Current Postdoctoral Openings
The UC Davis MIND Institute’s interdisciplinary Autism Research Training Program announces the availability of four NIH-funded postdoctoral positions (restricted to US citizens and permanent residents) and one unrestricted university-funded postdoctoral position in interdisciplinary autism research to begin September 2014. Positions are for two-years, subject to successful review during the first year; stipend levels follow NIH guidelines.
Background: This program merges the behavioral and biological sciences in the context of an interdisciplinary, autism-focused research program, and is organized around a set of core competencies that involves multiple areas of autism-related knowledge. Competencies are acquired through: individual mentorship, research in ongoing interdisciplinary projects, the didactic core curriculum, and conferences, lecture series and other training opportunities.
Qualifications: Appropriate candidates have either a doctorate in biomedical or behavioral science or an MD, and are committed to a career in autism research.
Applications: Program information, including potential faculty mentors and specifics of the application process, is available on the MIND Institute website (mindinstitute.ucdavis.edu) – select Education-Postdoctoral Training Program. For full consideration, applications should be submitted electronically to Laura R. Lacy, PhD, at firstname.lastname@example.org, on or before Tuesday, May 13, 2014. Questions: e-mail Laura Lacy.
Postdoctoral Training Program Application Process
The goal of the postdoctoral training program is to prepare interdisciplinary scientists for a career in autism research. Applications will be considered as they are received; entry into the training program can begin at any time. The program is administered under Kirschstein-NRSA guidelines. For questions or additional information, please contact Laura Lacy, Ph.D. at or (916) 703-0254. Submit all materials electronically to Laura Lacy at email@example.com.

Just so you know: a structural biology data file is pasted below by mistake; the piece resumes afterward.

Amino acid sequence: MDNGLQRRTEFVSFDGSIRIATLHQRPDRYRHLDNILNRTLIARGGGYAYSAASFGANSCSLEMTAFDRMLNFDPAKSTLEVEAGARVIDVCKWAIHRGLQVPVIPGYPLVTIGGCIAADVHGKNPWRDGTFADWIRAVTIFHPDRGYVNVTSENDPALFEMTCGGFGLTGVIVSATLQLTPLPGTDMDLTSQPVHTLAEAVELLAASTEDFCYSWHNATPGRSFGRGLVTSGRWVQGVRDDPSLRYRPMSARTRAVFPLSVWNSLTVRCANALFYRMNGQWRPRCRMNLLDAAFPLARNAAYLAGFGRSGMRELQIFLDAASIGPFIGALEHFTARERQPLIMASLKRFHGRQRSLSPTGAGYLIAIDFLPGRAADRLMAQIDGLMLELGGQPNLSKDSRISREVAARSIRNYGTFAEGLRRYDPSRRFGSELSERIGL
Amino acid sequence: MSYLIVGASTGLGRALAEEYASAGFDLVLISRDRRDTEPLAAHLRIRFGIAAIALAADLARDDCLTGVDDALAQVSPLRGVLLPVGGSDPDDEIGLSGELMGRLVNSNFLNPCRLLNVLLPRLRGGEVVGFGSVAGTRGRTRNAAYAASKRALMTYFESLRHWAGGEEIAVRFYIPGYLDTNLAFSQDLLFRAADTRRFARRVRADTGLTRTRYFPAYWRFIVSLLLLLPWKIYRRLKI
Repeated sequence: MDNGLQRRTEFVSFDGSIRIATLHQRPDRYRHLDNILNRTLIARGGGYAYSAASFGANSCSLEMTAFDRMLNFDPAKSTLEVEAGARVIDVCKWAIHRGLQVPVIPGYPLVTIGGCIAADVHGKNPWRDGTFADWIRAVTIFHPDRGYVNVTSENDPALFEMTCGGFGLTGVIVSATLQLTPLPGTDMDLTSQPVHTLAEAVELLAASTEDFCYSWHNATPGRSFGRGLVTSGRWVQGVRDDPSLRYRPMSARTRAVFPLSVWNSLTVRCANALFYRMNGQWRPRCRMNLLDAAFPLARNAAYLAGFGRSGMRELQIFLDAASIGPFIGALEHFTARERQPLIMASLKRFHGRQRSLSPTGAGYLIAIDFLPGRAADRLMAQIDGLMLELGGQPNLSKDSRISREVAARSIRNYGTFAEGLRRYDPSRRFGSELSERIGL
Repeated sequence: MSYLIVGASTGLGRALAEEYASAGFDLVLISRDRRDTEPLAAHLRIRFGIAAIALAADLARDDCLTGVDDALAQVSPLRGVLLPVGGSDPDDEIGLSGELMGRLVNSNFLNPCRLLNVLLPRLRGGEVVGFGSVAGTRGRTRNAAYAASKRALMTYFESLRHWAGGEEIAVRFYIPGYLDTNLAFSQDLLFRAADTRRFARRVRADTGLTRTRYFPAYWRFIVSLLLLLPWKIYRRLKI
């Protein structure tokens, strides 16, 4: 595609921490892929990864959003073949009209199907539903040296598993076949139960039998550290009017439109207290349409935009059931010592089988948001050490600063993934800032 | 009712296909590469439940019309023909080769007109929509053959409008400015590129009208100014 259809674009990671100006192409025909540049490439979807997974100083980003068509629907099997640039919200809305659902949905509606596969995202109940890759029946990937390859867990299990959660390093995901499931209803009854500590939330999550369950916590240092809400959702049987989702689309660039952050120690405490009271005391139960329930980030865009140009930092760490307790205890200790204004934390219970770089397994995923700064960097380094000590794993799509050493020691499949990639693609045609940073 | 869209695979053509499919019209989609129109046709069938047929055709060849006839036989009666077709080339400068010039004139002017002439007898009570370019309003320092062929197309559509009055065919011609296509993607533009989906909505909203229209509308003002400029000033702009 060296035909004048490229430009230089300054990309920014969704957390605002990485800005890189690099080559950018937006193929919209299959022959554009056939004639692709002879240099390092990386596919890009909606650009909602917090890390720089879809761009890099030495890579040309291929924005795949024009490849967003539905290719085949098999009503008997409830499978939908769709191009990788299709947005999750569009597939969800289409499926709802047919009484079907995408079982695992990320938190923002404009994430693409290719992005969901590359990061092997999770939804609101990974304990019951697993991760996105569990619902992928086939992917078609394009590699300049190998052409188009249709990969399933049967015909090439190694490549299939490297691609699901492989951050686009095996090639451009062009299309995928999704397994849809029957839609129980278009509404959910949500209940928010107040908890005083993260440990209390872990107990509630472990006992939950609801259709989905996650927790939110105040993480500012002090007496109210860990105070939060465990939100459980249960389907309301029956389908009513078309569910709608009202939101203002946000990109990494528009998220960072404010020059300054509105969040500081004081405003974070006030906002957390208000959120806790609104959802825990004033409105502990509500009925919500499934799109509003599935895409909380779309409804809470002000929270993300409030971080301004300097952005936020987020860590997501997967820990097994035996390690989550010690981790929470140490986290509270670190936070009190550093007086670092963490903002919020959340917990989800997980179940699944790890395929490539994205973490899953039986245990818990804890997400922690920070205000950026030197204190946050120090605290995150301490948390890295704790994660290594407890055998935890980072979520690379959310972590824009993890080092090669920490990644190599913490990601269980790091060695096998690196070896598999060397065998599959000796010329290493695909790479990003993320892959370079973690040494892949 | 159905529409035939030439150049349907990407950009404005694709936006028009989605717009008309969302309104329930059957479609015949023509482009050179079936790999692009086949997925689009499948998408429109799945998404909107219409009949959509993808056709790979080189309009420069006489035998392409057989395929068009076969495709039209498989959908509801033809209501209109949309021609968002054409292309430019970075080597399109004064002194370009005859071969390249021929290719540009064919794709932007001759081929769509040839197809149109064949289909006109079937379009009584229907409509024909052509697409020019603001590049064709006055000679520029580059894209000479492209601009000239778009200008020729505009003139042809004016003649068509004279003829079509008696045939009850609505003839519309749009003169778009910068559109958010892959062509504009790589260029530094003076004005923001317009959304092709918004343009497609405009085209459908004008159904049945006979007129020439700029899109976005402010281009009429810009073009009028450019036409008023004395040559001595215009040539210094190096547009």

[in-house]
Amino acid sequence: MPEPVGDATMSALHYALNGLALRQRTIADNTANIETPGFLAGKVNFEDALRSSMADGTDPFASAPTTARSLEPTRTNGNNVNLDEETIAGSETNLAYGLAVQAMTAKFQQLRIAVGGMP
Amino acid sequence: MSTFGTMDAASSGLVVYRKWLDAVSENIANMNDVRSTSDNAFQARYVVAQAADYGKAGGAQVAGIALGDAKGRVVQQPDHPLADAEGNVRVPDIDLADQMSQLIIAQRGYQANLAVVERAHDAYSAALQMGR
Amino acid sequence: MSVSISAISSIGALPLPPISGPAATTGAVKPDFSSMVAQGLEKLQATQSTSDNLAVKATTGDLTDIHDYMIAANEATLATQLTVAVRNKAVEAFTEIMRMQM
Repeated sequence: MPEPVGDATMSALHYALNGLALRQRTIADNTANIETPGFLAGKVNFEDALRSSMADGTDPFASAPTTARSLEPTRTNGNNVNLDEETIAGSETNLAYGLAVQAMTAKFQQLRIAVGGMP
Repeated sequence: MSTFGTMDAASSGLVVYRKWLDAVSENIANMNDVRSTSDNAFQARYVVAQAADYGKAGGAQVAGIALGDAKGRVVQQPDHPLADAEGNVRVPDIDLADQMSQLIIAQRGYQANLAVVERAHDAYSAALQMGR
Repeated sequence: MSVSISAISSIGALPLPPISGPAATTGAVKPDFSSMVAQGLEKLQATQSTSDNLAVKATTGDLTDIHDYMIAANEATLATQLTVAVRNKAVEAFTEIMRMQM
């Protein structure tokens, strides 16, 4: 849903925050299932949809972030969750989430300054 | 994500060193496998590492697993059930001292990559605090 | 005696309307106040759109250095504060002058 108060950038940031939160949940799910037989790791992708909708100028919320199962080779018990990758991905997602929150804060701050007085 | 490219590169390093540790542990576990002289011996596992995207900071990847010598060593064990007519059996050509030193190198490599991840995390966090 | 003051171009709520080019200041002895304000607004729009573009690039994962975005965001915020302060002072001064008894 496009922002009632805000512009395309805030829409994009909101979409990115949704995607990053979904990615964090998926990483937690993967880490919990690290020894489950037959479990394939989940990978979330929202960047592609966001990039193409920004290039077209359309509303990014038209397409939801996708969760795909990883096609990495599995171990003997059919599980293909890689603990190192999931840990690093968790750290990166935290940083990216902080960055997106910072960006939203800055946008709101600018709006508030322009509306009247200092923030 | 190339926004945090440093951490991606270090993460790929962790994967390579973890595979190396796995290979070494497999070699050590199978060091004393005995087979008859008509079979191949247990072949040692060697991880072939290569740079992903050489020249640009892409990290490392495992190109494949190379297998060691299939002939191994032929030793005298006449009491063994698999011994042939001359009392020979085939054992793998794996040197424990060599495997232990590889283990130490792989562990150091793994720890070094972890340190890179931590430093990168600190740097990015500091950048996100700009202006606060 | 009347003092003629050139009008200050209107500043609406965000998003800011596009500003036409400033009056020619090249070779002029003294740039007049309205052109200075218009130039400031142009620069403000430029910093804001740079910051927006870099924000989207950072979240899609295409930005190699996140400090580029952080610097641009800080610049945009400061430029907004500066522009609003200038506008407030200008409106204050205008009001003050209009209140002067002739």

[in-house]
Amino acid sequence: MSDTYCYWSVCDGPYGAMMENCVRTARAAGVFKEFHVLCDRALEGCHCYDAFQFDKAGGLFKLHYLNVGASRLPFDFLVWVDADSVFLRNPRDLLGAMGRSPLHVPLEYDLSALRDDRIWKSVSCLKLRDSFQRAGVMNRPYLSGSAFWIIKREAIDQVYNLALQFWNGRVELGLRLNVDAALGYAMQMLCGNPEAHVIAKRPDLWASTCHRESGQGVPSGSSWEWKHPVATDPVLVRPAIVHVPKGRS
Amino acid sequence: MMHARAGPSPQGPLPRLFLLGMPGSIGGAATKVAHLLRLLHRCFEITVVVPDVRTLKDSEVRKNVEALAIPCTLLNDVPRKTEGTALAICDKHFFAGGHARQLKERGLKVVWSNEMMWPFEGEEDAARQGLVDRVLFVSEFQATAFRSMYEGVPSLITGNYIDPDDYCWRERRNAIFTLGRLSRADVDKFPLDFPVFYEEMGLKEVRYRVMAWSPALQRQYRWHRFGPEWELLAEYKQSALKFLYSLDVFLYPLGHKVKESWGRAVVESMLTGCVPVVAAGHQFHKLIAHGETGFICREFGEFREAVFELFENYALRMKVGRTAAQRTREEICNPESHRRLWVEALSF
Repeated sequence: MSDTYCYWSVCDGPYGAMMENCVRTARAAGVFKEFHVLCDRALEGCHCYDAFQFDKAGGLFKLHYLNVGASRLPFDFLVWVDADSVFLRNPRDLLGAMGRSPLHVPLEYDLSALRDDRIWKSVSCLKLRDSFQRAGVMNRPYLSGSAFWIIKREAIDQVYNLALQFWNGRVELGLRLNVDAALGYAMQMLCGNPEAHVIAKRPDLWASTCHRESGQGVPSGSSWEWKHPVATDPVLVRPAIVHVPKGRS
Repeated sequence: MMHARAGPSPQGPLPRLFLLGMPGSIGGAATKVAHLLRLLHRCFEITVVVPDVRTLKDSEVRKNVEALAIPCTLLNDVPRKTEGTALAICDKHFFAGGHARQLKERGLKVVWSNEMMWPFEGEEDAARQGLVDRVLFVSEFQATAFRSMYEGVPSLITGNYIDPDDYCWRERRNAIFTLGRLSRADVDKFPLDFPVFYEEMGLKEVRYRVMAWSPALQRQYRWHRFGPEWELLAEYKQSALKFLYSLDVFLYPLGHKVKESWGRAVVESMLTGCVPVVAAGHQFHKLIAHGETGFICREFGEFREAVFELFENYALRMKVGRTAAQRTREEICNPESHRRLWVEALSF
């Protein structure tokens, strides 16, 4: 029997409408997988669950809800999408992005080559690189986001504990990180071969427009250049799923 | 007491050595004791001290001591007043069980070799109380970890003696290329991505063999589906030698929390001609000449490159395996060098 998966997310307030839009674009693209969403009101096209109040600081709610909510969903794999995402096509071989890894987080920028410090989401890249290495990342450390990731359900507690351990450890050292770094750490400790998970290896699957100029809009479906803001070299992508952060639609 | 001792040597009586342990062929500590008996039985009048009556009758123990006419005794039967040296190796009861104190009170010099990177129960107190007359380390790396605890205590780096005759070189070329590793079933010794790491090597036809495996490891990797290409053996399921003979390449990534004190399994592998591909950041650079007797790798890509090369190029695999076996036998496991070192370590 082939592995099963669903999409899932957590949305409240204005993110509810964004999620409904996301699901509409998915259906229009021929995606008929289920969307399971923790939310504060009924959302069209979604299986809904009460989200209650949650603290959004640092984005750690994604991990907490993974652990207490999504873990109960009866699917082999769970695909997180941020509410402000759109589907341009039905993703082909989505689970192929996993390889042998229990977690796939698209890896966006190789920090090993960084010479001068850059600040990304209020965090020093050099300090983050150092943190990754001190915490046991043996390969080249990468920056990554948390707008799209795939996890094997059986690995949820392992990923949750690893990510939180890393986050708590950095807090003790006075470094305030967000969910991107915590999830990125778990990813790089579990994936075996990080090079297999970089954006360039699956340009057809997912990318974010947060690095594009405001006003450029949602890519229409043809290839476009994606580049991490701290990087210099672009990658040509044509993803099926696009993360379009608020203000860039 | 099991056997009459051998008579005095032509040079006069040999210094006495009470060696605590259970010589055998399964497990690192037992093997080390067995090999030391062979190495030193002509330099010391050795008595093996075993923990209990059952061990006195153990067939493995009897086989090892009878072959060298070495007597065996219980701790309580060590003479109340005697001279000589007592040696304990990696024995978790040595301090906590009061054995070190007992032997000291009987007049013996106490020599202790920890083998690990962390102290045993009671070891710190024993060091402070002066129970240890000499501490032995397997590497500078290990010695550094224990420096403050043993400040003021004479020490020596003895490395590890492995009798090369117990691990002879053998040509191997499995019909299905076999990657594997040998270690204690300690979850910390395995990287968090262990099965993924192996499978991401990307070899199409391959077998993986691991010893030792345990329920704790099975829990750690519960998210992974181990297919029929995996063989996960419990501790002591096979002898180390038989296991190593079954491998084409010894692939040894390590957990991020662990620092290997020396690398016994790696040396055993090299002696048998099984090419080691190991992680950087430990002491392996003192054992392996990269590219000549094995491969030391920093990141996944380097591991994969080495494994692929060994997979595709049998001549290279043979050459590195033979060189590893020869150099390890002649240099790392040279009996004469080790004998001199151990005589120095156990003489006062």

Training program applicants should complete the following steps:
1. Identify and Obtain a Commitment from a Potential Mentor
To be considered for this program, an applicant must obtain a commitment from a member of the Training Program Faculty who believes that a good match exists between the skills and interests of the applicant and the mentor has space for a postdoctoral fellow. Applicants should contact potential mentors and discuss these issues prior to application.
2. Submit a Letter of Interest
Each applicant should write a letter to the program directors, Drs. Sally J. Rogers and David G. Amaral, that describes their interest in the program. This letter should contain:
a description of their long term professional goals and a detailed description of the program of research they plan to pursue in collaboration with their mentor;
their learning goals in entering the program, including descriptions of disciplinary strengths and disciplinary areas in which they desire continued learning;
their experience and background, if any, in autism related research (not required); and
the month in which they would be ready to begin the training program. Please note that applicants must have completed all work for their doctoral degrees before entering the training program.
3. Submit a Current Curriculum Vitae
An up-to-date curriculum vitae, that contains all educational and professional content, as well as contact information for both the applicant and their references, and, if the applicant wishes, information about gender and membership in an historically under-represented group, should be included in the application packet.
4. Provide a Sample of Written Work
A sample of the applicant’s own written work — a publication, submission, research paper for a class, or a similar document — should be included in the application packet.
5. Request and Ensure Electronic Submission of Three Letters of Recommendations
Applicants should request and ensure timely electronical submission of letters of recommendations from three persons who can speak knowledgeably about the applicant’s potential for an independent research career.